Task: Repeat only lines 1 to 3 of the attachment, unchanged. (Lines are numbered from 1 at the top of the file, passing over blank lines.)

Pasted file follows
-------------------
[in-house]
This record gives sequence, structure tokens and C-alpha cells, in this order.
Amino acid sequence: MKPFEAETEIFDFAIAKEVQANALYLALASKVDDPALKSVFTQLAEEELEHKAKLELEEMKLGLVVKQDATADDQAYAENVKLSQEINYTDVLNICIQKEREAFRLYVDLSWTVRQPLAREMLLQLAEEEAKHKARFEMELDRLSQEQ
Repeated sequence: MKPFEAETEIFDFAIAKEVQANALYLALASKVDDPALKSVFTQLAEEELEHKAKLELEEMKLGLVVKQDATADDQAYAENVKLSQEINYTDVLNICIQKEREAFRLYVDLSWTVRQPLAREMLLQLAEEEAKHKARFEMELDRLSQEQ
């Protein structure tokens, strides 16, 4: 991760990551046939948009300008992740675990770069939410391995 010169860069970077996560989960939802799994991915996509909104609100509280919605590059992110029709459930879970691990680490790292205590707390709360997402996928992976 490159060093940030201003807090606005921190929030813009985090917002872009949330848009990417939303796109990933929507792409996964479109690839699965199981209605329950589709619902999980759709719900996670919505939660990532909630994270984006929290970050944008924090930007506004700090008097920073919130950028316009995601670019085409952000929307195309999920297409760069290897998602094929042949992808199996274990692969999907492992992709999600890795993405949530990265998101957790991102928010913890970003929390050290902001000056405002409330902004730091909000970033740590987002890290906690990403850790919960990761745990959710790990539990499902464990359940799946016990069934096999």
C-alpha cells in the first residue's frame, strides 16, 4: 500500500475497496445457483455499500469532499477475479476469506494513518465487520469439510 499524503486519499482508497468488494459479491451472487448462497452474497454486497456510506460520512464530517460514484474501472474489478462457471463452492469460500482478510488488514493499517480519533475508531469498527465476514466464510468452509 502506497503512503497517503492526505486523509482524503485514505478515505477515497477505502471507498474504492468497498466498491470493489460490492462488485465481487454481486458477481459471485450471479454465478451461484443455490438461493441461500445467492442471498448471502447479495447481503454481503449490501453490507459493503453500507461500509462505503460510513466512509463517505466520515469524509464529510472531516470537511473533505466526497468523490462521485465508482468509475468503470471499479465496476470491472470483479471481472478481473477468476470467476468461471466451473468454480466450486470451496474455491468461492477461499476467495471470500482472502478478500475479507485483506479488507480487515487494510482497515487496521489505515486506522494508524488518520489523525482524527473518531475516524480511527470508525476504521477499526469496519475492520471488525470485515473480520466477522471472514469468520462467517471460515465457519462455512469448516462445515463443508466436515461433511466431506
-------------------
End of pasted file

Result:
[in-house]
This record gives sequence, structure tokens and C-alpha cells, in this order.
Amino acid sequence: MKPFEAETEIFDFAIAKEVQANALYLALASKVDDPALKSVFTQLAEEELEHKAKLELEEMKLGLVVKQDATADDQAYAENVKLSQEINYTDVLNICIQKEREAFRLYVDLSWTVRQPLAREMLLQLAEEEAKHKARFEMELDRLSQEQ